Archive for January, 2011

Mig-29

Monday, January 24th, 2011

Yesterday I joined former Air Force test pilot Doug Russell in the cockpit of the Mig-29UB Fulcrum (“UB” is the designation for two-place) HFF acquired about six years ago. Since then, Tim Morgan and I have had the pleasure of partnership in its restoration. Now some worry that HFF might change focus from Spitfires to Migs, but that will not happen on my watch. We undertook this project to demonstrate a small foundation could restore to top standards, one of the most advanced and elegant aircraft of the modern era. That we did is tribute to the collection of aviation devotees at Arlington Field (in particular, the employees of Morgan Aircraft Restorations), enlightened civil servants from the FAA (who will remain nameless to avoid career implications), talented and hard-working foreign nationals who used vacations from jobs maintaining Mig-29s to work on ours, and a Chinese judge who knew what to do.

In April, 2006, I signed papers authorizing our shipping company to take control of our Mig in Ukraine for transit to the Port of Tacoma. That company decided it did not want to transport a complete Mig-29 on one ship on one ocean, perhaps to avoid hijacking by terrorists. Whatever the motivation, the engines and wings crossed the Atlantic while the fuselage headed east for the Pacific. Racked on deck in a steel frame, it seemed the bow sprint of the first order. When off-loaded in Hong Kong for transfer to another vessel, a customs official seized our fuselage as an undocumented implement of war. Ranking officials of Hong Kong advised that I would never see it again unless I swam with the fish near a breakwater then under construction. Nonetheless, court dates came and we were prepared. A judge assigned at random ruled the aircraft had been properly demilitarized before it left Ukraine. Key to the outcome was de-registration of the aircraft in Ukraine and re-registration in the United States to Historic Flight Foundation, a non-profit institution, before shipment. So the customs official had acted reasonably because the shipper’s paperwork was flawed, but the fuselage should be released because it was not an implement of war. The process required twenty-three months and just a few dollars. Collecting fine art must be simpler.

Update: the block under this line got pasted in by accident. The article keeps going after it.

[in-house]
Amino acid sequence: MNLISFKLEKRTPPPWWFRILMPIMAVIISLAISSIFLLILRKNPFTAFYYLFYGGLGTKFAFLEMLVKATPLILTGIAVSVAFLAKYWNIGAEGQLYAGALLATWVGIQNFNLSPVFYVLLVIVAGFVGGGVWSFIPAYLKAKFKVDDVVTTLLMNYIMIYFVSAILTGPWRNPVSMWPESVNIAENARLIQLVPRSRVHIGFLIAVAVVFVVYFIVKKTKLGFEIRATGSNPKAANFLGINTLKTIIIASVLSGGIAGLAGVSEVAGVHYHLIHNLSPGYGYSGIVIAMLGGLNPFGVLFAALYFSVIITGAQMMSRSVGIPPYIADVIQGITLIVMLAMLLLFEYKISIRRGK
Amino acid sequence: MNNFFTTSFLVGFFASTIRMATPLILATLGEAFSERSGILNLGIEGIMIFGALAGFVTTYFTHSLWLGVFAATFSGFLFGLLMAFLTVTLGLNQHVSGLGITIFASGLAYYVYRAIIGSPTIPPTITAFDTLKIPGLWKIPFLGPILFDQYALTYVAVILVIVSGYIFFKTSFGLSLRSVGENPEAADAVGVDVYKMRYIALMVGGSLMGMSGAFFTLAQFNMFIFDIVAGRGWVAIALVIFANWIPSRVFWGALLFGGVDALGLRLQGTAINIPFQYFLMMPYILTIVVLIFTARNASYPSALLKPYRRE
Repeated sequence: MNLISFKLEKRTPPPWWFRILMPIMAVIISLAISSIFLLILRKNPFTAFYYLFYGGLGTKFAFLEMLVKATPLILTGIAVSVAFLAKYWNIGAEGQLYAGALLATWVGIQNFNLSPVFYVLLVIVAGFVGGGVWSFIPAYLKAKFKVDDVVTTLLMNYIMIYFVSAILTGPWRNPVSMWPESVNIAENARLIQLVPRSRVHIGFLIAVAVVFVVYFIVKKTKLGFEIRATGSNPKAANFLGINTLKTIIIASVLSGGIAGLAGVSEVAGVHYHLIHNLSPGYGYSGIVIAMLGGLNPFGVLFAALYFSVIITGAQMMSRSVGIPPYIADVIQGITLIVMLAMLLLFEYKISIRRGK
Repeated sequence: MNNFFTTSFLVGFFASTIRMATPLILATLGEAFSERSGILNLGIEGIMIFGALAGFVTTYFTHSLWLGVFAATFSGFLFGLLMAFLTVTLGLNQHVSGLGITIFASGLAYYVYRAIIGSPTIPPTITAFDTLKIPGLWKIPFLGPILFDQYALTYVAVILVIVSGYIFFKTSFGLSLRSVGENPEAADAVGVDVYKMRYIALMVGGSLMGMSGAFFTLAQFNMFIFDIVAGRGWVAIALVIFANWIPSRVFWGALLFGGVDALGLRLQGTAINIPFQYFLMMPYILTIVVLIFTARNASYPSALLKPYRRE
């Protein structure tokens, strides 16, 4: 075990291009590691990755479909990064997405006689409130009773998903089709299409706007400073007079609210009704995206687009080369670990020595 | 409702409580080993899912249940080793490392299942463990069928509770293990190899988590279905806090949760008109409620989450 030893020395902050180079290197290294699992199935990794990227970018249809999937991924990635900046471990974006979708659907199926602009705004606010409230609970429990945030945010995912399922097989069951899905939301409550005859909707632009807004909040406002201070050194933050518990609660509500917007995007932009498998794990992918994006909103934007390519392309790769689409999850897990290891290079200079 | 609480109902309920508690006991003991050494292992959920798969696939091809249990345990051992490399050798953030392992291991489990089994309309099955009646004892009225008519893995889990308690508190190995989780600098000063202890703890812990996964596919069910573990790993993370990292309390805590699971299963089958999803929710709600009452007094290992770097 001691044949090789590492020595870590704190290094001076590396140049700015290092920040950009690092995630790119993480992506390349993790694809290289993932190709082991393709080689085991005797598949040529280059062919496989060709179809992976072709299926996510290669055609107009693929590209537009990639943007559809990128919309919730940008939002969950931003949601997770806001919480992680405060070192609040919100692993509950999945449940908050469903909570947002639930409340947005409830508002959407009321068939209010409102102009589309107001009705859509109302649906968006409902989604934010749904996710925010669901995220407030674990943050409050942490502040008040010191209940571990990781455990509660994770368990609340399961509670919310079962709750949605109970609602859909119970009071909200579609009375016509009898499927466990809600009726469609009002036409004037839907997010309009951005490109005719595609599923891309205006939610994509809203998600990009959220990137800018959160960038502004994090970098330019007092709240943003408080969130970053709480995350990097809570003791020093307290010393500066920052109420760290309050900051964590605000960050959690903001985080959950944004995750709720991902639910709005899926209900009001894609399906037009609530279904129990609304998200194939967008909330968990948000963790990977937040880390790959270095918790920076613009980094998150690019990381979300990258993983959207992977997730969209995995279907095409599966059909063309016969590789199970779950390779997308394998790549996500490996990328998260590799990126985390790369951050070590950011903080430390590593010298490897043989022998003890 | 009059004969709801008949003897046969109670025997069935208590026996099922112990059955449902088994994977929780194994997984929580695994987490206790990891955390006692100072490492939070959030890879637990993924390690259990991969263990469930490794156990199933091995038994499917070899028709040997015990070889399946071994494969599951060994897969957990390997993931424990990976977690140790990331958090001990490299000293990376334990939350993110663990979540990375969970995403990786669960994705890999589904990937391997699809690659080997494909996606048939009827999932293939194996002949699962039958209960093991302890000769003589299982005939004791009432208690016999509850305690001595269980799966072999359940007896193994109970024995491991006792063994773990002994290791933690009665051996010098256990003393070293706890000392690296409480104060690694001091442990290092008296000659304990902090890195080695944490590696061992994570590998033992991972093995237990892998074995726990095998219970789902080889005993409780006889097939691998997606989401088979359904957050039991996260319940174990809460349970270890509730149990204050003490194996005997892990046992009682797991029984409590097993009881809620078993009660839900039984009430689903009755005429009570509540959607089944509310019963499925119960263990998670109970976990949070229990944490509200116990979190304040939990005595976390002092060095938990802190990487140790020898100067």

So our pristine Mig-29 awaits your inspection at our Restoration Hangar. We will conduct Phase I test flights during the balance of January and February to fulfill the conditions of the Certificate of Airworthiness.

Cabin Fever

Monday, January 17th, 2011

We’re doing what we can to survive January.

Last weekend our good friend Lyle Jansma delivered the first of two cockpit-style flight simulators. The software allows advanced operations of our entire fleet of aircraft with Paine Field circa 1943 as the backdrop. The second simulator arrived yesterday. The next step is an Internet gaming club such that the effort invested in this wonderful system can be shared worldwide and by doing so, connect HFF with many new friends. This project has been a two-museum collaboration with Heritage Flight Museum of Bellingham. Good show.

Next Saturday, the 22nd, John Posson of Stallion 51 Corporation will offer a P-51 ground school and formation briefing. Twenty-five have enrolled in this course, which is intended for anyone wishing to know more about the fighter many regard as the best of WWII. Weather permitting, we will resume B-25 pilot training on Sunday, the 23rd. Four candidates will train on the 23rd and the 30th.

On Friday, the 28th and Saturday, the 29th, we will feature “Nose Art” through a social presentation with wine (on the 28th) and a full-blown history seminar with coffee (on the 29th). Our guest presenters from Victory Girl Studio will cover the origins of nose art in WWI, the “golden age” of nose art in WWII, it’s decline during the Korean and Vietnam Wars, changes in regulations in the 70s to proscribe personal markings, and revision of regulations in the 80s to allow it again, with examples of nose art in Desert Storm Iraq.

With any luck, the above and a bit of flying will get us to February.